Introduction to Computers - ZEN Portfolios

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Computers for Dummies

|
Leroy, McLellan, Reed

T
EAM
C

I
NTRODUCTION TO
C
OMPUTERS


Introduction to Computers

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Table of Contents

Attribution

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Figure 1


Wikipedia Creative Commons License

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Our Contribution

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Wikipeda

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Creative Commons

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Computers
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History of the Compu
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Programs

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Function

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Control Unit
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Arithmetic/logic unit (ALU)

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Memory
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Multitasking

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Multiprocessing

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Networking and the Internet

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Overview of Computer Software

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Relationship to computer hardware

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Execution
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Quality and reliability

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License

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Patents

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Design and implement
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Industry and Organizations

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Resources

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Index

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Introduction to Computers

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Attribution

All the content in this report, except for the Top Web Links section is from
Wikipedia
,
licensed under the Creative Commons
Share
-
Alike 3.0 Unported License (see below for an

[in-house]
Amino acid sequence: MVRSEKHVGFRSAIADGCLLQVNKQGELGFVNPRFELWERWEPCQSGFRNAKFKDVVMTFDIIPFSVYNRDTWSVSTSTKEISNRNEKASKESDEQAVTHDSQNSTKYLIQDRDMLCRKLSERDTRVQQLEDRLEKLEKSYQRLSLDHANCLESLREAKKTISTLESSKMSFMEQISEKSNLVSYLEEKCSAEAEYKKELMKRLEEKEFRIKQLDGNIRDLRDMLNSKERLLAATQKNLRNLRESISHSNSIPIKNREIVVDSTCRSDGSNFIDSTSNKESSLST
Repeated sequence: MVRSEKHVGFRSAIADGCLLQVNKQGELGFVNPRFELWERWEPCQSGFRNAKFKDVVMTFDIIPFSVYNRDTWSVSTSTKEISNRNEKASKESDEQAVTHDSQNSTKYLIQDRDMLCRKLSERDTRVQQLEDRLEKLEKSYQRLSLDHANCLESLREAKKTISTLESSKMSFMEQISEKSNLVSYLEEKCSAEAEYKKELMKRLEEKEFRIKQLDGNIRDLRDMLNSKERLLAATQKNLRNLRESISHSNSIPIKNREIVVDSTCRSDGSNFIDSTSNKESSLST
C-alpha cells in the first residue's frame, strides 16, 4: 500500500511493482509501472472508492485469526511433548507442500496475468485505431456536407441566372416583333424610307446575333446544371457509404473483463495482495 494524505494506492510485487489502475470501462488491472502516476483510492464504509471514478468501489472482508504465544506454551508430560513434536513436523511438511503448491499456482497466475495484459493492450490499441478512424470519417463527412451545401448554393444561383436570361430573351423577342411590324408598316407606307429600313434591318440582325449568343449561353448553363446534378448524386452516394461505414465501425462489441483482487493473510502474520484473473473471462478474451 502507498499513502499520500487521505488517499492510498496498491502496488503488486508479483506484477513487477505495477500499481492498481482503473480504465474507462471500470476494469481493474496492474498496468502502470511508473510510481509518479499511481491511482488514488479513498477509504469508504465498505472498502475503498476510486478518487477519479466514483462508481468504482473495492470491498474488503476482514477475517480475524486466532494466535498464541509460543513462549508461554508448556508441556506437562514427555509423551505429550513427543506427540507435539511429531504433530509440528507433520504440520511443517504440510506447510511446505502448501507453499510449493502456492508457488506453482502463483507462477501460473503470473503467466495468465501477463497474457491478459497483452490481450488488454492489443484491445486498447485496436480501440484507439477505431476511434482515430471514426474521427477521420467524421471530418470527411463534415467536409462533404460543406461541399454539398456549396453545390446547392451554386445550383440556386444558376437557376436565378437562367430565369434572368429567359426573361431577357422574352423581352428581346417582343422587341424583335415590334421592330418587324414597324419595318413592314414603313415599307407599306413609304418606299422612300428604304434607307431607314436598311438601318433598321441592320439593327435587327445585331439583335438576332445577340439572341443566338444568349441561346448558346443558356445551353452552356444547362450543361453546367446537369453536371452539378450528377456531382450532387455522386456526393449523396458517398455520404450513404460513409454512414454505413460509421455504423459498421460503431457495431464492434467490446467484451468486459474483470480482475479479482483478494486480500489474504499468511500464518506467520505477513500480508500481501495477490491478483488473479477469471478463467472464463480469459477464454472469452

overview of both Wikipedia and the Creative Commons). The following picture shows the
full license below (it is also set up as a hyperlink to the original web source for this license).

(Wikipedia, 2009)

Figure 1


Wikipedia Creative Commons License

Our Contribution

We have attempted to add extra value to the content by structuring it in an easy to read,
business report format and to add an informative “Top Web Links” section. We have also
added an index to help you find what you are looking for. We hope you find it u
seful and
worth the $1 purchase price. We have prepared this report as part of a
MS Word 2007
assignment

for
BSYS 1000


Computer Applications I

that we are taking at the
British
Columbia Institute of Technology (BCIT)
. All proceeds will go to student clubs within the
Sch
ool of Business at BCIT
.

Wikipeda

Wikipedia is a multilingual, Web
-
based, free
-
content encyclopedia project based mostly on
anonymous contributions. The name “Wikipedia” is a portmanteau of the words wiki (a type
of collaborative Web site) and encyclopedia
. Wikipedia’s articles provide links to guide the
user to related pages with additional information
.


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Wikipedia is written collaboratively by an international (and mostly anonymous) group of
volunteers. Anyone with internet access can w
rite and make changes to Wikipedia articles.
There are no requirements to provide one’s real name when contributing; rather, each
writer’s privacy is protected unless they choose to reveal their identity themselves. Since its
creation in 2001, Wikipedia ha
s grown rapidly into one of the largest reference web sites,
attracting around 65 million visitors monthly as of 2009. There are more than 75,000 active
contributors working on more than 14,000,000 articles in more than 260 languages. As of
today, there ar
e 3,062,069 articles in English. Every day, hundreds of thousands of visitors
from around the world collectively make tens of thousands of edits and create thousands of
new articles to augment the knowledge held by the Wikipedia encyclopedia. (See also:
Wi
kipedia:Statistics.)


Creative Commons